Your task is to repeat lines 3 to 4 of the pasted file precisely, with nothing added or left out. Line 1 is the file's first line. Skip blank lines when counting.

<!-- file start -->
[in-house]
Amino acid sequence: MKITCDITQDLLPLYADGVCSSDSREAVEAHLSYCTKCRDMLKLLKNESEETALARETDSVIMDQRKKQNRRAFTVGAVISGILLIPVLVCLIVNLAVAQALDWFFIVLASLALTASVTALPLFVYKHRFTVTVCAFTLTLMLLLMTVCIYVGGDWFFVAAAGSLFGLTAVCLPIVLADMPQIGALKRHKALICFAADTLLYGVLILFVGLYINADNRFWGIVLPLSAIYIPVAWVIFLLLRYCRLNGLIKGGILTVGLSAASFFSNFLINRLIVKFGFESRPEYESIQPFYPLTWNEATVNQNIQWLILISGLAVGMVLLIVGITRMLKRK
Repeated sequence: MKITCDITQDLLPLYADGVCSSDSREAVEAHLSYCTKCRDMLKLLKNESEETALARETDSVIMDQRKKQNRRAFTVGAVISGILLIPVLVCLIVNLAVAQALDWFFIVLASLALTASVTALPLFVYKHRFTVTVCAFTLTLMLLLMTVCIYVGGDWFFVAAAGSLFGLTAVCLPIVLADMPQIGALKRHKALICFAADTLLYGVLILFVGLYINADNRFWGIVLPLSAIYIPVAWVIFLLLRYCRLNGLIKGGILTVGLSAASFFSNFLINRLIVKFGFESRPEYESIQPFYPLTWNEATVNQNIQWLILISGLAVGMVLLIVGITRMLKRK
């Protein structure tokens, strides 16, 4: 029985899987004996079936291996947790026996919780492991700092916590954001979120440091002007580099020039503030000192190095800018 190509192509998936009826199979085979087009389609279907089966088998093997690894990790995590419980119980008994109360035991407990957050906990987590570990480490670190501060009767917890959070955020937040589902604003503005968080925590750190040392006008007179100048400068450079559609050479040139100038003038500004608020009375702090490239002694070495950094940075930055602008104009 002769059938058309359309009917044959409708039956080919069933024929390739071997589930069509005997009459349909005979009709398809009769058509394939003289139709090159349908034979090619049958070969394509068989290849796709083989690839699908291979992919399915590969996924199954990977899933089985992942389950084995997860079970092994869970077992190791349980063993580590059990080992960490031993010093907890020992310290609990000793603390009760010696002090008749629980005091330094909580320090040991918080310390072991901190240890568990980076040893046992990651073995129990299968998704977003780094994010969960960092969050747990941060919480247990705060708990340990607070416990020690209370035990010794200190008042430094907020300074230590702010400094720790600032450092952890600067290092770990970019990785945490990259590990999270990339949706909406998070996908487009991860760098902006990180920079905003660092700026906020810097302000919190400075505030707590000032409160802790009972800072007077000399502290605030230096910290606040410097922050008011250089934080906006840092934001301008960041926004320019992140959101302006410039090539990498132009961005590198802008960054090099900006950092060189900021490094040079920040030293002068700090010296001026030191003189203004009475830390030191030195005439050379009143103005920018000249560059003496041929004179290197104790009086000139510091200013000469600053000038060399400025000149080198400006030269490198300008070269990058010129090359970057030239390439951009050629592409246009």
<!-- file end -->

Repeated sequence: MKITCDITQDLLPLYADGVCSSDSREAVEAHLSYCTKCRDMLKLLKNESEETALARETDSVIMDQRKKQNRRAFTVGAVISGILLIPVLVCLIVNLAVAQALDWFFIVLASLALTASVTALPLFVYKHRFTVTVCAFTLTLMLLLMTVCIYVGGDWFFVAAAGSLFGLTAVCLPIVLADMPQIGALKRHKALICFAADTLLYGVLILFVGLYINADNRFWGIVLPLSAIYIPVAWVIFLLLRYCRLNGLIKGGILTVGLSAASFFSNFLINRLIVKFGFESRPEYESIQPFYPLTWNEATVNQNIQWLILISGLAVGMVLLIVGITRMLKRK
């Protein structure tokens, strides 16, 4: 029985899987004996079936291996947790026996919780492991700092916590954001979120440091002007580099020039503030000192190095800018 190509192509998936009826199979085979087009389609279907089966088998093997690894990790995590419980119980008994109360035991407990957050906990987590570990480490670190501060009767917890959070955020937040589902604003503005968080925590750190040392006008007179100048400068450079559609050479040139100038003038500004608020009375702090490239002694070495950094940075930055602008104009 002769059938058309359309009917044959409708039956080919069933024929390739071997589930069509005997009459349909005979009709398809009769058509394939003289139709090159349908034979090619049958070969394509068989290849796709083989690839699908291979992919399915590969996924199954990977899933089985992942389950084995997860079970092994869970077992190791349980063993580590059990080992960490031993010093907890020992310290609990000793603390009760010696002090008749629980005091330094909580320090040991918080310390072991901190240890568990980076040893046992990651073995129990299968998704977003780094994010969960960092969050747990941060919480247990705060708990340990607070416990020690209370035990010794200190008042430094907020300074230590702010400094720790600032450092952890600067290092770990970019990785945490990259590990999270990339949706909406998070996908487009991860760098902006990180920079905003660092700026906020810097302000919190400075505030707590000032409160802790009972800072007077000399502290605030230096910290606040410097922050008011250089934080906006840092934001301008960041926004320019992140959101302006410039090539990498132009961005590198802008960054090099900006950092060189900021490094040079920040030293002068700090010296001026030191003189203004009475830390030191030195005439050379009143103005920018000249560059003496041929004179290197104790009086000139510091200013000469600053000038060399400025000149080198400006030269490198300008070269990058010129090359970057030239390439951009050629592409246009």